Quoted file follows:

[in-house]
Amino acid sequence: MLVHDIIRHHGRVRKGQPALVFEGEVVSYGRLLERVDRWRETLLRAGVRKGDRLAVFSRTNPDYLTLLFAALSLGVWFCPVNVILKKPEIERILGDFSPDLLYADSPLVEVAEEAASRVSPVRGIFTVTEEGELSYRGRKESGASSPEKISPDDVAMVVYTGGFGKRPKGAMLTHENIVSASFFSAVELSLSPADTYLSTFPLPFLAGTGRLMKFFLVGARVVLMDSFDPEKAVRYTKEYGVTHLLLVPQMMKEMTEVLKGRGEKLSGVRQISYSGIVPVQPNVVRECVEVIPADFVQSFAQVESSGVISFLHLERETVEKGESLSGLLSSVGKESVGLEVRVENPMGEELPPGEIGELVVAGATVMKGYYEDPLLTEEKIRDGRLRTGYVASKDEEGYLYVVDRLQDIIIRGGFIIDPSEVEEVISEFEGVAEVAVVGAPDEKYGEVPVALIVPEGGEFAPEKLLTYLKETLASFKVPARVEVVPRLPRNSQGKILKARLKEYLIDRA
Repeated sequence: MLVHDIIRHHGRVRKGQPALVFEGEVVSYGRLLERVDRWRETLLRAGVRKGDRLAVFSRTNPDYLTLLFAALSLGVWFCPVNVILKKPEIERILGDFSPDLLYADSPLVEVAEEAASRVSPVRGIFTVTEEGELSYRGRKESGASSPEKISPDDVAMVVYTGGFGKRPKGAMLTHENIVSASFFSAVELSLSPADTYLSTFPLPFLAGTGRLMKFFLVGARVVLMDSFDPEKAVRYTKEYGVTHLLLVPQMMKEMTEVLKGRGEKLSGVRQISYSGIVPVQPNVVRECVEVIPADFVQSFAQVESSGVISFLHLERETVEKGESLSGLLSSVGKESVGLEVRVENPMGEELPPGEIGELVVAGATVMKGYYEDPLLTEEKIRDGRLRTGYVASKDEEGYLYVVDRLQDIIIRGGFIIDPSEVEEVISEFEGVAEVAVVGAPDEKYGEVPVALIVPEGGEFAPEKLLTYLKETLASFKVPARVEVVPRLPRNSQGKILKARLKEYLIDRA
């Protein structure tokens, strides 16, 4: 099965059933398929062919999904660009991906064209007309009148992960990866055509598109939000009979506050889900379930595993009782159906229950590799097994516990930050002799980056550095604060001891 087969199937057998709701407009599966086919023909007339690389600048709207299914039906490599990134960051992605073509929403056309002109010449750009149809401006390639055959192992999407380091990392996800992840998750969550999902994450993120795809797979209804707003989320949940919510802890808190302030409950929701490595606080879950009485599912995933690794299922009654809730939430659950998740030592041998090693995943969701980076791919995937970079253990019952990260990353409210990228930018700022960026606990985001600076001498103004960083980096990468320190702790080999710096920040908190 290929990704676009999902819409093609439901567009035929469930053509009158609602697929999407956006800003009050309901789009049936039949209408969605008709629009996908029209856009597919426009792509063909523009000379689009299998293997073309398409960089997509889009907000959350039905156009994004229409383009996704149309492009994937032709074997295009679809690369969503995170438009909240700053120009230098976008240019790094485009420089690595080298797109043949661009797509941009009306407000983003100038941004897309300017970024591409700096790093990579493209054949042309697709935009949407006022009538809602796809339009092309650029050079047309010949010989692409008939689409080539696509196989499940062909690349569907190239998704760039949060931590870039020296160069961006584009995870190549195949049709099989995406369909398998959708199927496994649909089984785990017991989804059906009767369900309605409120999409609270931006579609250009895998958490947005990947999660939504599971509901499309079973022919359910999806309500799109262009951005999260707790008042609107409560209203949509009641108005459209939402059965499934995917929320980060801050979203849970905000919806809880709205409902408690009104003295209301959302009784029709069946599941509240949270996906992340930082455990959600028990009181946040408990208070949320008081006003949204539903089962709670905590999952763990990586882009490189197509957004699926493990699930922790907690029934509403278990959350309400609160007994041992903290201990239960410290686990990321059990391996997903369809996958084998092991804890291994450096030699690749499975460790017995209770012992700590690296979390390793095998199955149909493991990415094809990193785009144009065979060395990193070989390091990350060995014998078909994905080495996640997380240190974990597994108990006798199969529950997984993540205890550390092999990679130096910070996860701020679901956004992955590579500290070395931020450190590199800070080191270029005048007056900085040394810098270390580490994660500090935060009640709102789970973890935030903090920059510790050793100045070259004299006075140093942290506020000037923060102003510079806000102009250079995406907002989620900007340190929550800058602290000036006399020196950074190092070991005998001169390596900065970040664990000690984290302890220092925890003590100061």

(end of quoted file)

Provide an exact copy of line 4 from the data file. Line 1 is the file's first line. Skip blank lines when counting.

């Protein structure tokens, strides 16, 4: 099965059933398929062919999904660009991906064209007309009148992960990866055509598109939000009979506050889900379930595993009782159906229950590799097994516990930050002799980056550095604060001891 087969199937057998709701407009599966086919023909007339690389600048709207299914039906490599990134960051992605073509929403056309002109010449750009149809401006390639055959192992999407380091990392996800992840998750969550999902994450993120795809797979209804707003989320949940919510802890808190302030409950929701490595606080879950009485599912995933690794299922009654809730939430659950998740030592041998090693995943969701980076791919995937970079253990019952990260990353409210990228930018700022960026606990985001600076001498103004960083980096990468320190702790080999710096920040908190 290929990704676009999902819409093609439901567009035929469930053509009158609602697929999407956006800003009050309901789009049936039949209408969605008709629009996908029209856009597919426009792509063909523009000379689009299998293997073309398409960089997509889009907000959350039905156009994004229409383009996704149309492009994937032709074997295009679809690369969503995170438009909240700053120009230098976008240019790094485009420089690595080298797109043949661009797509941009009306407000983003100038941004897309300017970024591409700096790093990579493209054949042309697709935009949407006022009538809602796809339009092309650029050079047309010949010989692409008939689409080539696509196989499940062909690349569907190239998704760039949060931590870039020296160069961006584009995870190549195949049709099989995406369909398998959708199927496994649909089984785990017991989804059906009767369900309605409120999409609270931006579609250009895998958490947005990947999660939504599971509901499309079973022919359910999806309500799109262009951005999260707790008042609107409560209203949509009641108005459209939402059965499934995917929320980060801050979203849970905000919806809880709205409902408690009104003295209301959302009784029709069946599941509240949270996906992340930082455990959600028990009181946040408990208070949320008081006003949204539903089962709670905590999952763990990586882009490189197509957004699926493990699930922790907690029934509403278990959350309400609160007994041992903290201990239960410290686990990321059990391996997903369809996958084998092991804890291994450096030699690749499975460790017995209770012992700590690296979390390793095998199955149909493991990415094809990193785009144009065979060395990193070989390091990350060995014998078909994905080495996640997380240190974990597994108990006798199969529950997984993540205890550390092999990679130096910070996860701020679901956004992955590579500290070395931020450190590199800070080191270029005048007056900085040394810098270390580490994660500090935060009640709102789970973890935030903090920059510790050793100045070259004299006075140093942290506020000037923060102003510079806000102009250079995406907002989620900007340190929550800058602290000036006399020196950074190092070991005998001169390596900065970040664990000690984290302890220092925890003590100061």